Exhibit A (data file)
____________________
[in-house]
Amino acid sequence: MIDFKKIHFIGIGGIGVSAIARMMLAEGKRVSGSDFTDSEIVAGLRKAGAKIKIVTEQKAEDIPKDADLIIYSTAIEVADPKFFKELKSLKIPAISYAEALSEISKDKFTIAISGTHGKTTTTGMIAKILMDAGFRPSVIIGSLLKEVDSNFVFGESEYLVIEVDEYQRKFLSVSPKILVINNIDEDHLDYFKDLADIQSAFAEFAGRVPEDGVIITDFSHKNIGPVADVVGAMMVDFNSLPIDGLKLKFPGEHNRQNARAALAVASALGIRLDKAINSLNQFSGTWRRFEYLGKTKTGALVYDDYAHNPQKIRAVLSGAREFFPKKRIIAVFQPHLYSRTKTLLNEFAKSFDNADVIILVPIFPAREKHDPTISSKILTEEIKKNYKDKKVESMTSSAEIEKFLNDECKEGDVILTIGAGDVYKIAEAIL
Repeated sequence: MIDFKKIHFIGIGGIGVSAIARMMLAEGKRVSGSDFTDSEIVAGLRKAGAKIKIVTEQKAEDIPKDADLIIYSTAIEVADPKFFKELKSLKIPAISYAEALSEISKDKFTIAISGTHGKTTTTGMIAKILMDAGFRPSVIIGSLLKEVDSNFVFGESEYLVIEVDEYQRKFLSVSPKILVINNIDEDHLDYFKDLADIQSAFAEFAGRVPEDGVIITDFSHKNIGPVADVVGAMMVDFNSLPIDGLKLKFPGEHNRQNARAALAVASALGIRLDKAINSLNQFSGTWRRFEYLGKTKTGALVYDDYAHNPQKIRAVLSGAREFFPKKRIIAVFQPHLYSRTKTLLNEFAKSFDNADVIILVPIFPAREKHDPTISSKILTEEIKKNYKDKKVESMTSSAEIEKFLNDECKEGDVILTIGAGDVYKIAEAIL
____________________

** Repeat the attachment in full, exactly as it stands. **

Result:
[in-house]
Amino acid sequence: MIDFKKIHFIGIGGIGVSAIARMMLAEGKRVSGSDFTDSEIVAGLRKAGAKIKIVTEQKAEDIPKDADLIIYSTAIEVADPKFFKELKSLKIPAISYAEALSEISKDKFTIAISGTHGKTTTTGMIAKILMDAGFRPSVIIGSLLKEVDSNFVFGESEYLVIEVDEYQRKFLSVSPKILVINNIDEDHLDYFKDLADIQSAFAEFAGRVPEDGVIITDFSHKNIGPVADVVGAMMVDFNSLPIDGLKLKFPGEHNRQNARAALAVASALGIRLDKAINSLNQFSGTWRRFEYLGKTKTGALVYDDYAHNPQKIRAVLSGAREFFPKKRIIAVFQPHLYSRTKTLLNEFAKSFDNADVIILVPIFPAREKHDPTISSKILTEEIKKNYKDKKVESMTSSAEIEKFLNDECKEGDVILTIGAGDVYKIAEAIL
Repeated sequence: MIDFKKIHFIGIGGIGVSAIARMMLAEGKRVSGSDFTDSEIVAGLRKAGAKIKIVTEQKAEDIPKDADLIIYSTAIEVADPKFFKELKSLKIPAISYAEALSEISKDKFTIAISGTHGKTTTTGMIAKILMDAGFRPSVIIGSLLKEVDSNFVFGESEYLVIEVDEYQRKFLSVSPKILVINNIDEDHLDYFKDLADIQSAFAEFAGRVPEDGVIITDFSHKNIGPVADVVGAMMVDFNSLPIDGLKLKFPGEHNRQNARAALAVASALGIRLDKAINSLNQFSGTWRRFEYLGKTKTGALVYDDYAHNPQKIRAVLSGAREFFPKKRIIAVFQPHLYSRTKTLLNEFAKSFDNADVIILVPIFPAREKHDPTISSKILTEEIKKNYKDKKVESMTSSAEIEKFLNDECKEGDVILTIGAGDVYKIAEAIL